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THE UNITED STATES has announced plans to invest an extra $200m on the THAAD missile defence system – a move expected to spark a new wave of World War 3 fears on the eve of historical talks between US President Donald Trump and North Korean leader Kim Jong-un.
The Pentagon announced it would invest an extra $200m in the Lockheed Martin’s Terminal High Altitude Area Defense (THAAD) missile system previously criticised by North Korean leader Kim Jong-un.
The THAAD system is a key component of the US military’s arsenal and is reportedly a source of concerns for North Korea’s dictator.
In 2017 President Donald Trump authorised the deployment of two THAAD launchers to South Korea in response to a new series of missile tests carried out by Pyongyang.
Kim reacted to the decision by test-firing a KN-11 submarine-launched missile to demonstrate its military capability to retaliate against US attacks.
Lockheed Martin’s CEO Marilynn Hewson supported the decision, telling CNBC: “It’s an air defence system that is very much needed in that region of the world and other regions of the world.
World war 3: The US announced it would invest an extra $200m on missile defence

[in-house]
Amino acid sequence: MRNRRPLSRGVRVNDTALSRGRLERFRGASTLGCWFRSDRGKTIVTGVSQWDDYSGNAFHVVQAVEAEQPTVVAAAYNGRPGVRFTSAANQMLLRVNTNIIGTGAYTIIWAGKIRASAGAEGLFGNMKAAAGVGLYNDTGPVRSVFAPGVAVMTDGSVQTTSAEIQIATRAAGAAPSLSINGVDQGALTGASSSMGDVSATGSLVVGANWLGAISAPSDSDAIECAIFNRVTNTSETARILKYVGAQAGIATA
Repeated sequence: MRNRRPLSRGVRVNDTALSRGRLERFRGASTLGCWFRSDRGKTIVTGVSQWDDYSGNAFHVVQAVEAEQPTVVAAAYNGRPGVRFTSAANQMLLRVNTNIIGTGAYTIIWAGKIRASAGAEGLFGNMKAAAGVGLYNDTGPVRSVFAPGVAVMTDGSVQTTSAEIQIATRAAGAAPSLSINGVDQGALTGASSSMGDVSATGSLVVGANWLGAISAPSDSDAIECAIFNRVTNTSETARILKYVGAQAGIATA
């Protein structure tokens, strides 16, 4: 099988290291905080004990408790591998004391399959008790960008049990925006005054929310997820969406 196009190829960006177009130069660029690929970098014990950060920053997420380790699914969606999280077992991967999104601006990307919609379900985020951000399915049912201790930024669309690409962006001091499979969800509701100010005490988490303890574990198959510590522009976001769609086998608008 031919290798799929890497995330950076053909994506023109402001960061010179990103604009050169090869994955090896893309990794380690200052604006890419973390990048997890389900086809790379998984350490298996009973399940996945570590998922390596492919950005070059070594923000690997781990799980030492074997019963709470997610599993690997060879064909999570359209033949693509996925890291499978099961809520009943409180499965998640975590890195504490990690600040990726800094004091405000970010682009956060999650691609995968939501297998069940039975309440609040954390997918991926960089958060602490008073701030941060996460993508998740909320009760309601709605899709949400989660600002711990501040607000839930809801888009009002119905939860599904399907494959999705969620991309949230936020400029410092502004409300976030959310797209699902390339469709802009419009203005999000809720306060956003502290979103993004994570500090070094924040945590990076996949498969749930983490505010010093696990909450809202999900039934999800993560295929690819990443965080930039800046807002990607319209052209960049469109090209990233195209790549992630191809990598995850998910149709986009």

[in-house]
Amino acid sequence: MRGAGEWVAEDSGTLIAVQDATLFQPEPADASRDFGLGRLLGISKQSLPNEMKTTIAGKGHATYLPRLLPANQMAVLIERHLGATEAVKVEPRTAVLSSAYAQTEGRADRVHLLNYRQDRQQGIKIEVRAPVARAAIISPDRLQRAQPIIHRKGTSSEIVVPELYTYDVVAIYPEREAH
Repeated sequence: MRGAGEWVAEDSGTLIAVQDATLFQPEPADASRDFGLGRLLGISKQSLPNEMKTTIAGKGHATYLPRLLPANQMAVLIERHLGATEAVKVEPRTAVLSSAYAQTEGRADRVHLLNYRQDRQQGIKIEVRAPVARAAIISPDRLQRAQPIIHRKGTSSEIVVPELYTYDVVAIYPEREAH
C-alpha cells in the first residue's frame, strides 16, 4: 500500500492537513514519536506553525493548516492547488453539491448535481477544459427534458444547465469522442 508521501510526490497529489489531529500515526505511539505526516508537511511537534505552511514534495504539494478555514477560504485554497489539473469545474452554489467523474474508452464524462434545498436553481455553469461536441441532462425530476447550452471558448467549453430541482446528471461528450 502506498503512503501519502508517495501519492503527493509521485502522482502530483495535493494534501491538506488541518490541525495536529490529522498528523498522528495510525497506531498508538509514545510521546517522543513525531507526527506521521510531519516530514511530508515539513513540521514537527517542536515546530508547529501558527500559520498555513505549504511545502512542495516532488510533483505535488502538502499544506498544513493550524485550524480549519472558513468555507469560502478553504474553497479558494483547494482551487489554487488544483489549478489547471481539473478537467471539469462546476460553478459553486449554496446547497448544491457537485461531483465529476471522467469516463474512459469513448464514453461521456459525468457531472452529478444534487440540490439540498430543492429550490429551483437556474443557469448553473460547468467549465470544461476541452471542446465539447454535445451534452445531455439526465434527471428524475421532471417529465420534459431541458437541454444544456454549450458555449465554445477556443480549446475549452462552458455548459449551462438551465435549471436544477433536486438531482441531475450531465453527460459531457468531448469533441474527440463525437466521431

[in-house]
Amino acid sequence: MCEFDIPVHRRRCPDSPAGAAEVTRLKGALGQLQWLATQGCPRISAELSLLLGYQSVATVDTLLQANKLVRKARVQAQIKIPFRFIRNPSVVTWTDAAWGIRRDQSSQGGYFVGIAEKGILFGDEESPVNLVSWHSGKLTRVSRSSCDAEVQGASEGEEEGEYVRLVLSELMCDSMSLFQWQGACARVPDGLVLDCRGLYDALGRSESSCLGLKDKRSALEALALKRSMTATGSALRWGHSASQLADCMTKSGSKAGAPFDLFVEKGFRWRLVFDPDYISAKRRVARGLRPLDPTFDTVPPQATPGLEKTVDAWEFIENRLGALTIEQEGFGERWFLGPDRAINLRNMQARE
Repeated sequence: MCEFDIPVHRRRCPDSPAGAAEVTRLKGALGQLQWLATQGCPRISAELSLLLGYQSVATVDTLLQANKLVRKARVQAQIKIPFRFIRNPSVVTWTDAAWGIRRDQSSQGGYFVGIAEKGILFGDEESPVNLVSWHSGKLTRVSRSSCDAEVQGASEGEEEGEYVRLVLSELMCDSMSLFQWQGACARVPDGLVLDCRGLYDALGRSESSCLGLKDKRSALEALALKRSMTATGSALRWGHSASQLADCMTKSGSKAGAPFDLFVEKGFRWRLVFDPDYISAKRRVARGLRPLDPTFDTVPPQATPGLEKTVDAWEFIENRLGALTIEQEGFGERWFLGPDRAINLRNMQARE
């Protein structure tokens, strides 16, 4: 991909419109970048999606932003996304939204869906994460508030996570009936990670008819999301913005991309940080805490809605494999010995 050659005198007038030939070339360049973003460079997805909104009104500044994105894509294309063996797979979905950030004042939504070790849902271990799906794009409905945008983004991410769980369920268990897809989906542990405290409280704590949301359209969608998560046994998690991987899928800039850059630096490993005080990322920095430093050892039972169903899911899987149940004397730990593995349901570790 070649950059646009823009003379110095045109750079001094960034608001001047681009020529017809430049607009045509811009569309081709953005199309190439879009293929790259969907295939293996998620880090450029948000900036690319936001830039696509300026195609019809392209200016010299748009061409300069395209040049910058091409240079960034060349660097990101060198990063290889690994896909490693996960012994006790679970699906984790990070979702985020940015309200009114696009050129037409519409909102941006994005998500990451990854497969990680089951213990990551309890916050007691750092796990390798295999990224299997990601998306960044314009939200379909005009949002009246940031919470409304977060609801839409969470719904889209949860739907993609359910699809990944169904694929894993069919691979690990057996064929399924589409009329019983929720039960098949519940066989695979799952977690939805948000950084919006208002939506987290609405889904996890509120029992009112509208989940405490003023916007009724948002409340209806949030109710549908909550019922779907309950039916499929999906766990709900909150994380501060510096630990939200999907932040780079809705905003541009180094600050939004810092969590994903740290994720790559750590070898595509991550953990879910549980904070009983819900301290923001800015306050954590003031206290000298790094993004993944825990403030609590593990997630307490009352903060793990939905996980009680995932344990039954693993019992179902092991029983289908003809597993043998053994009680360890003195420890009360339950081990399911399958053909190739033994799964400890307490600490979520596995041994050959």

“We are confident that’s exactly what the US needs.”
The announcement about the extra funds comes after President Trump revealed CIA Director Mike Pompeo had met with Kim to lay the groundwork for a possible meeting between the two leaders.
The Republican firebrand discussed the meeting on Twitter where he declared that it went “very smoothly”.
He wrote: “Mike Pompeo met with Kim Jong Un in North Korea last week.
“Meeting went very smoothly and a good relationship was formed. Details of Summit are being worked out now. Denuclearisation will be a great thing for World, but also for North Korea!”
But despite Mr Trump welcoming the meeting as progress, Mr Pompeo warned the US may have to “move past diplomacy” to put an end to Kim’s World War 3 threats.
Mr Pompeo said that he “did not favour regime change” in North Korea, where the dictator is known to have “continued to develop nuclear weapons since Trump took office” however, he made it clear he “did not rule out military action”.
During a meeting with a Senate committee, one senator asked if there was “any circumstance” where “a ground invasion of North Korea would be necessary in order to rid that country of its nuclear weapons programme”.
Mr Pompeo replied: “I suppose I could hypothesise such situations so I’ll answer your question as could I imagine one? Yes, yes senator, I could.
“I mean, I suppose it’s possible that we would get to the condition … where Kim Jong-un was directly threatening and we had information about his activities.
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